Zhidong Chen and Wang immigrated to the U.S. in 1988 on his student visa and little else. They knew no one in the U.S. and Wang did not speak any English, their son said. They moved first to Carbondale, Illinois, before settling in Salt Lake City where Chen, who earned a medical degree in China, received a doctorate in pharmacy. He went on to own a small biotech company. Wang has worked as a medical interpreter.

Nathan Chen, the youngest of the couple’s five children, first took the ice at age 3 in his older sister’s skates in hopes of playing hockey with his brothers Tony and Colin.

“I wanted to be a goalie,” Chen said.

He soon, however, turned his focus to skating.

“I think that also growing up in Salt Lake and having the Olympics to have that sort of motivator allowed me to recognize how cool it is to be an athlete and what the Olympics are like,” Chen said. “I don’t necessarily feel like me individually is creating that, but I think that having the idea of the Olympics dream, the next generation of athletes will be able to watch this next Olympics and be like, ‘Wow, that was so cool,’ and then be like, ‘Hey, maybe I want to try something in the ice,’ or stepping on the slopes or whatever it might be. Just using that as inspiration, because that’s definitely what drove me to want to be an athlete.”

By 2010, Chen then just 10, was already billed as the future of American figure skating. Described by former Olympic champion Scott Hamilton as a “towering 4-(feet)-5,” Chen became the youngest novice champion in U.S. history. Hamilton was already comparing Chen’s jumping ability to another Olympic champion, Brian Boitano.

“He’s only a year and a half older than me but I looked up to him,” said Vincent Zhou, Chen’s 2018 and 2022 U.S. Olympic teammate.

Passing the test

Chen relocated to Southern California in December 2011 to train with Rafael Arutyunyan but only after passing an interview with the coach, who previously worked with five-time World champion Michelle Kwan, World champion Mao Asada of Japan and Olympic silver medalist Sasha Cohen.

Arutyunyan asked Chen, then 12, what he wanted to do with his skating.

“I want to be Olympic champion,” Chen said.

“He passed the test,” Arutyunyan said later.

Two years earlier Chen was interviewed by NBC’s Andrea Joyce after performing at an exhibition gala alongside new Olympic team members at the 2010 U.S. Figure Skating Championships.

“Which Olympics are we going to see you in?” Joyce asked.

“2018,” Chen said.

By the time 18-year-old Chen arrived at the Olympic Games in South Korea, he had already revolutionized figure skating. Chen’s jumping ability allowed him to take advantage like no other of a scoring system implemented by the sport’s governing body in the wake of the Salt Lake City Olympic judging scandal.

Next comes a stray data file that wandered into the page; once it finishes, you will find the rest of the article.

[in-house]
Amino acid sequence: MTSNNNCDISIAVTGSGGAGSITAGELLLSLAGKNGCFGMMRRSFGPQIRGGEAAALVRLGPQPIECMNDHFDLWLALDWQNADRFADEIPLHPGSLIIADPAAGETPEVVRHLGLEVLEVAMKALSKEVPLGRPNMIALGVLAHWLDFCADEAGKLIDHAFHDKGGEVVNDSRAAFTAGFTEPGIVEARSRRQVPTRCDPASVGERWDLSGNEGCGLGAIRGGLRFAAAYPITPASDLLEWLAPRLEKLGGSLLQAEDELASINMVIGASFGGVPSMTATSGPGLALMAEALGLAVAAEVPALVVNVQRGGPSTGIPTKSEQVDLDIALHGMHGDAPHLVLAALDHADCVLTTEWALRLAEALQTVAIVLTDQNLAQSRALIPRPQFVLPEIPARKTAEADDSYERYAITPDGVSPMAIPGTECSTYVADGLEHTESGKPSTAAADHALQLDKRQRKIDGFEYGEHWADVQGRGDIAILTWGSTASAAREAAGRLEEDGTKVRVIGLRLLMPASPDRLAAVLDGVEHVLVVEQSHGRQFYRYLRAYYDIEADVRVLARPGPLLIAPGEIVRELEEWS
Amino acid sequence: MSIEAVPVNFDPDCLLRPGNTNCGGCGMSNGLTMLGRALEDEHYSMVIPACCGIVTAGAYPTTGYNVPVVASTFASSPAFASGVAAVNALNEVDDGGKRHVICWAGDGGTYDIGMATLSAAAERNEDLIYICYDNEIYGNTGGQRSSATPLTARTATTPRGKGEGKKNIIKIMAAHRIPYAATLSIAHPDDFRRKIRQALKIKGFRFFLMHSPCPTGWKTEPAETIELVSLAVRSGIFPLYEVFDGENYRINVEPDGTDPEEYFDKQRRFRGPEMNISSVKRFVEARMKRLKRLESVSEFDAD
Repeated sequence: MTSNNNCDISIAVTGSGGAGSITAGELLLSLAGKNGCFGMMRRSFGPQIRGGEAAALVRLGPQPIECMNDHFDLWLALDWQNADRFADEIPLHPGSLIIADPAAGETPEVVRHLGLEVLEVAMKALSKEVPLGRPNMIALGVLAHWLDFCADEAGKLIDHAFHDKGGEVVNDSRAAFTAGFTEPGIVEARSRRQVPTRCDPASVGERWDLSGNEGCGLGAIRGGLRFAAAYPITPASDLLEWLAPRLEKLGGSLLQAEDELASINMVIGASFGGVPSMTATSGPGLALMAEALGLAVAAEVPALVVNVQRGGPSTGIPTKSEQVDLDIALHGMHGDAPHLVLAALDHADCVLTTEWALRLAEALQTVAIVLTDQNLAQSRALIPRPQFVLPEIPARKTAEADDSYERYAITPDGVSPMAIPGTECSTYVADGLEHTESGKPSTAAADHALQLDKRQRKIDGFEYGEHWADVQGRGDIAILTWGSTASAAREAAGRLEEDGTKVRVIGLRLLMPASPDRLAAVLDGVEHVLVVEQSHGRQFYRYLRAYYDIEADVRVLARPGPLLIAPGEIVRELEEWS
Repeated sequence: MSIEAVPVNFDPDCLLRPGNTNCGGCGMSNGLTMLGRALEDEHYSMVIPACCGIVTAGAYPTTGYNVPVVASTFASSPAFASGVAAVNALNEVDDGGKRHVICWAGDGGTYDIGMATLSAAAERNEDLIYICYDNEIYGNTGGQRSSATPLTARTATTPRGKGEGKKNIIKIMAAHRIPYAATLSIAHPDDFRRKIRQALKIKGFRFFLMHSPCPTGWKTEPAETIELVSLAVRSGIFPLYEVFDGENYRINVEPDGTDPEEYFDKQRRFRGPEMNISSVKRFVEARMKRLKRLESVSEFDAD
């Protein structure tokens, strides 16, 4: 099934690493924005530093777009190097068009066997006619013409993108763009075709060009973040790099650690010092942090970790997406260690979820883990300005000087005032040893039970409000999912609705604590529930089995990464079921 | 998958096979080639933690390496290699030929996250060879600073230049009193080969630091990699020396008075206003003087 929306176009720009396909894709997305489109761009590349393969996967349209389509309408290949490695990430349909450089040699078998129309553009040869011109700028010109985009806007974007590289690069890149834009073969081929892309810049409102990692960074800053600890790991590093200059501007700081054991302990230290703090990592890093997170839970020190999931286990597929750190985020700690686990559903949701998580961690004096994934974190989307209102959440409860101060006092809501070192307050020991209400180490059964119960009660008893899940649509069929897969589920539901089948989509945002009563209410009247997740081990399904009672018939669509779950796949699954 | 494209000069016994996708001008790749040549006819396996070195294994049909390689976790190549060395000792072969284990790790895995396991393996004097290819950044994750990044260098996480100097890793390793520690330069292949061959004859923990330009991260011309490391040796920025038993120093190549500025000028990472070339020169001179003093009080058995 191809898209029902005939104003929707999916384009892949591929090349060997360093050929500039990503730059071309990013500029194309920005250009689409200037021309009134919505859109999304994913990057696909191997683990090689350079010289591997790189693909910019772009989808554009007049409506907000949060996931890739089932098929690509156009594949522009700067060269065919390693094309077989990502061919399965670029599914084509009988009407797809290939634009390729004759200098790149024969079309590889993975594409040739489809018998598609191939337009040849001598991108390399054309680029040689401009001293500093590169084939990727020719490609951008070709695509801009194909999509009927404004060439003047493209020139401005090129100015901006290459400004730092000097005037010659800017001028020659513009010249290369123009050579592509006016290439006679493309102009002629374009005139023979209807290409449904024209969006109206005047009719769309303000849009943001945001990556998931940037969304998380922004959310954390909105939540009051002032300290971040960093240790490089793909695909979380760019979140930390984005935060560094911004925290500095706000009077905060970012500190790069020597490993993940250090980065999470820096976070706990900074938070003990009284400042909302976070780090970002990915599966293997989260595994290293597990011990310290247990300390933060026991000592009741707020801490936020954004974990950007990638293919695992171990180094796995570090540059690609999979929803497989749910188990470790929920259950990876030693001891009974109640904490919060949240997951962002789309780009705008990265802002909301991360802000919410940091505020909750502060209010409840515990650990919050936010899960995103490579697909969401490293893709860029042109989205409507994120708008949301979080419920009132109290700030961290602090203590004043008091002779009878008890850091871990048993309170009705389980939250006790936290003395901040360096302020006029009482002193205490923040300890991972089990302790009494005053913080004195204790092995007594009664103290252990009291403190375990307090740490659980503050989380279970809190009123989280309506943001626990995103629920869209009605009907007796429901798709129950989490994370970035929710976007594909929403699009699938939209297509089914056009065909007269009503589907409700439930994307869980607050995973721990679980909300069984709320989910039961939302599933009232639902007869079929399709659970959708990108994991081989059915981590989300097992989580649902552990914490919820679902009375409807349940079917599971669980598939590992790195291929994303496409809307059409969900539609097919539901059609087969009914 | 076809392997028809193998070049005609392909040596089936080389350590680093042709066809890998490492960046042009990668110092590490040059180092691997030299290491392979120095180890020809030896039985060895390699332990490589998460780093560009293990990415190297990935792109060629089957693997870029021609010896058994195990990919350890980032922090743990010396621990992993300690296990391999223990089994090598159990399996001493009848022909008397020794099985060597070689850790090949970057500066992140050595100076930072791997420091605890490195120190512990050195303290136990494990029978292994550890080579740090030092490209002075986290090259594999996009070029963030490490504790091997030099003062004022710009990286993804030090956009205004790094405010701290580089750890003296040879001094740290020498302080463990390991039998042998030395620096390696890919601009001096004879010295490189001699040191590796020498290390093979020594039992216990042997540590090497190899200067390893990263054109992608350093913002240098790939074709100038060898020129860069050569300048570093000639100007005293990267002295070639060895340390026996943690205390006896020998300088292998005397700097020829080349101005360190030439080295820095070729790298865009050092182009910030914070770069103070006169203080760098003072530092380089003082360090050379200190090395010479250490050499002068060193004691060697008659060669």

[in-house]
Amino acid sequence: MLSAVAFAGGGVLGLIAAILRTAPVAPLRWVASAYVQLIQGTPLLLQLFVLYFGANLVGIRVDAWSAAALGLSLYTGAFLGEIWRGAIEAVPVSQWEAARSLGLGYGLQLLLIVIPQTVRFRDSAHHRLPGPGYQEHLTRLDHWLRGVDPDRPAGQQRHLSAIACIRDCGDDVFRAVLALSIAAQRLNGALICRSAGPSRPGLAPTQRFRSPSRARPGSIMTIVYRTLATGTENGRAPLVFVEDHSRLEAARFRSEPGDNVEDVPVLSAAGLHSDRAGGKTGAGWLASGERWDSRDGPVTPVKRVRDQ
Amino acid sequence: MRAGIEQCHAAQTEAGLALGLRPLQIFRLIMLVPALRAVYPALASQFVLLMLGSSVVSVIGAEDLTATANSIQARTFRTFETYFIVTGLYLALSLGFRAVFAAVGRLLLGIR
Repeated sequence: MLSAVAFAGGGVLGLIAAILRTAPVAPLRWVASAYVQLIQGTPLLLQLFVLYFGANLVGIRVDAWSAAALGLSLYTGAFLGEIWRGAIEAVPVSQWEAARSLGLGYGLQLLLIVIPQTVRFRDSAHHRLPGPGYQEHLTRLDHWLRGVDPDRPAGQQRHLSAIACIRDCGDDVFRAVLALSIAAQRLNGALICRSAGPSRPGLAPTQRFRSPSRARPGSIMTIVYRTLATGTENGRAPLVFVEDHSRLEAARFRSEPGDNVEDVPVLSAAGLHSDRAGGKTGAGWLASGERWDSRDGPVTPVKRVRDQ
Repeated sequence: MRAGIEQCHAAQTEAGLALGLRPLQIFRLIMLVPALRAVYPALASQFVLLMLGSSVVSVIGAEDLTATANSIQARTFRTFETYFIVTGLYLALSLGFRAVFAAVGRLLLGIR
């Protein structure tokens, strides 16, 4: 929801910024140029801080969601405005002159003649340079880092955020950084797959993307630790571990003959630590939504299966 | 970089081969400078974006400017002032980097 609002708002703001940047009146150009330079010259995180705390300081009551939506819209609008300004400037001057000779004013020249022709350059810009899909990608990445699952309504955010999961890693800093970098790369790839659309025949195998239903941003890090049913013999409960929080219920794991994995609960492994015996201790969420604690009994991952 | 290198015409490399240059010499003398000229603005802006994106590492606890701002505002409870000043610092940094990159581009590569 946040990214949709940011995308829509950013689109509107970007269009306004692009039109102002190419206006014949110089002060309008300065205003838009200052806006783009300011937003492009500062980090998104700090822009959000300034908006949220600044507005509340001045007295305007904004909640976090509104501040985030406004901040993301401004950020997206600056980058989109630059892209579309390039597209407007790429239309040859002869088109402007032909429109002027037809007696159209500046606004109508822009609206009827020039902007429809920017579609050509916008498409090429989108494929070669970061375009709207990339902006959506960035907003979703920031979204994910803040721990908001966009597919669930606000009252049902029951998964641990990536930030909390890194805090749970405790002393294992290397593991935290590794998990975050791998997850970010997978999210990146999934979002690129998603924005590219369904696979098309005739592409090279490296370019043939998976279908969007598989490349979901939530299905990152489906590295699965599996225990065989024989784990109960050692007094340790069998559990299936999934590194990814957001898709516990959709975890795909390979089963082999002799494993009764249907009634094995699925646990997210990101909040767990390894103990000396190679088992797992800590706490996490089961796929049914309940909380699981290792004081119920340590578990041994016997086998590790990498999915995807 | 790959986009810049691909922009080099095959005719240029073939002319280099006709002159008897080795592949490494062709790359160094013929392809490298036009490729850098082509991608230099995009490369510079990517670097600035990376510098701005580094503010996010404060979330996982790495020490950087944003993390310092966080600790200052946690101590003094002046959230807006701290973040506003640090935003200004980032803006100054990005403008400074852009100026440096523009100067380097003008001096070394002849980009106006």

Chen’s world record total program score (335.30) is nearly 33 points higher than the best mark for the second highest scoring skater in history — Japan’s Yuzuru Hanyu, the two-time defending Olympic champion. Chen owns the top three highest free skate scores of all time, six of the top nine. A measure of Chen’s influence on the sport is evident in Hanyu’s admission that he is considering attempting a quad Axel in Beijing, a jump no one has successfully landed in competition.

“Nathan’s totally changed (the sport),” said Adam Rippon, a 2018 Olympian who trained with Chen under Arutyunyan. “I think right now the judging is sort of at a pivotal point where right now the technical is outweighing the artistic side. But I think that has in part to do with what Nathan’s done and it’s incredible. He’s pushed the technical, what’s considered the best in the world technically.”

But in South Korea, Air Chen was slow to lift off. He was shaky in the team competition, finishing fourth in the men’s short program portion of the event, although he did land the first quad flip in Olympic history. Despite the performance, Chen and Team USA still picked up a bronze medal.

Any hopes of an individual medal were buried by a disastrous short program in the men’s singles competition. Chen staggered and stumbled through a routine to the music of “Mao’s Last Dancer,” falling on a triple axel. His score of 80.61 was nearly 24 points off his season’s best and left him in 17th place.

Nathan Chen of the United States falls while performing in the men’s short program figure skating in the Gangneung Ice Arena at the 2018 Winter Olympics in Gangneung, South Korea, Friday, Feb. 16, 2018. (AP Photo/Bernat Armangue)

“No one wants to skate like that on Olympic ice,” Chen said.

He would rebound in the free skate, becoming the first person in Olympic history to attempt six quads and to land five cleanly. His free skate score of 215.08 was also the highest in Olympic history. But it wasn’t enough. Chen finished fifth overall.